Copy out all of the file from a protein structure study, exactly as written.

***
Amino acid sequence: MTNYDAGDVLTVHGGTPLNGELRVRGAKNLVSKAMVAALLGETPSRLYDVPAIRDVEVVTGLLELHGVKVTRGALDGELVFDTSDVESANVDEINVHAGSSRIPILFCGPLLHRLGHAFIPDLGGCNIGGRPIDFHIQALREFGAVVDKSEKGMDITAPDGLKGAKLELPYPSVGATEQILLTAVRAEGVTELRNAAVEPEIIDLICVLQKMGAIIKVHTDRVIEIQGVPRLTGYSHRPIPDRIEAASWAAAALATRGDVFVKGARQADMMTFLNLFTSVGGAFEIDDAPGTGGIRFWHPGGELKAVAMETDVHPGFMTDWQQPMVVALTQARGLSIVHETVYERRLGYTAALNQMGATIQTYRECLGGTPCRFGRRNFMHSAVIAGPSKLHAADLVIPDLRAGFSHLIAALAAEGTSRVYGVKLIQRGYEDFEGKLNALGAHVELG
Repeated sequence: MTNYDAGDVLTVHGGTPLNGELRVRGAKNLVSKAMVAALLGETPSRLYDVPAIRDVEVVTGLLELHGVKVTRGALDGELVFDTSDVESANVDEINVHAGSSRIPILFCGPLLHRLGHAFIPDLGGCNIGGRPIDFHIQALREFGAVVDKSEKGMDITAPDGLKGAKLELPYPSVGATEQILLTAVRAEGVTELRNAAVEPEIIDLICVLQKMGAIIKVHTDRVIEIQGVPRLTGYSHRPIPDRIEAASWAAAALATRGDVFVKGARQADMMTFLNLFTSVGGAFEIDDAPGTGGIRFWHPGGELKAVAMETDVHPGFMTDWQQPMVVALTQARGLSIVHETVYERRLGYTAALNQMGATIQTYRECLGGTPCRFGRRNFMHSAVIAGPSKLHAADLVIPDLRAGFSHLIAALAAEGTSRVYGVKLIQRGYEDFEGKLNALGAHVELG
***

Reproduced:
Amino acid sequence: MTNYDAGDVLTVHGGTPLNGELRVRGAKNLVSKAMVAALLGETPSRLYDVPAIRDVEVVTGLLELHGVKVTRGALDGELVFDTSDVESANVDEINVHAGSSRIPILFCGPLLHRLGHAFIPDLGGCNIGGRPIDFHIQALREFGAVVDKSEKGMDITAPDGLKGAKLELPYPSVGATEQILLTAVRAEGVTELRNAAVEPEIIDLICVLQKMGAIIKVHTDRVIEIQGVPRLTGYSHRPIPDRIEAASWAAAALATRGDVFVKGARQADMMTFLNLFTSVGGAFEIDDAPGTGGIRFWHPGGELKAVAMETDVHPGFMTDWQQPMVVALTQARGLSIVHETVYERRLGYTAALNQMGATIQTYRECLGGTPCRFGRRNFMHSAVIAGPSKLHAADLVIPDLRAGFSHLIAALAAEGTSRVYGVKLIQRGYEDFEGKLNALGAHVELG
Repeated sequence: MTNYDAGDVLTVHGGTPLNGELRVRGAKNLVSKAMVAALLGETPSRLYDVPAIRDVEVVTGLLELHGVKVTRGALDGELVFDTSDVESANVDEINVHAGSSRIPILFCGPLLHRLGHAFIPDLGGCNIGGRPIDFHIQALREFGAVVDKSEKGMDITAPDGLKGAKLELPYPSVGATEQILLTAVRAEGVTELRNAAVEPEIIDLICVLQKMGAIIKVHTDRVIEIQGVPRLTGYSHRPIPDRIEAASWAAAALATRGDVFVKGARQADMMTFLNLFTSVGGAFEIDDAPGTGGIRFWHPGGELKAVAMETDVHPGFMTDWQQPMVVALTQARGLSIVHETVYERRLGYTAALNQMGATIQTYRECLGGTPCRFGRRNFMHSAVIAGPSKLHAADLVIPDLRAGFSHLIAALAAEGTSRVYGVKLIQRGYEDFEGKLNALGAHVELG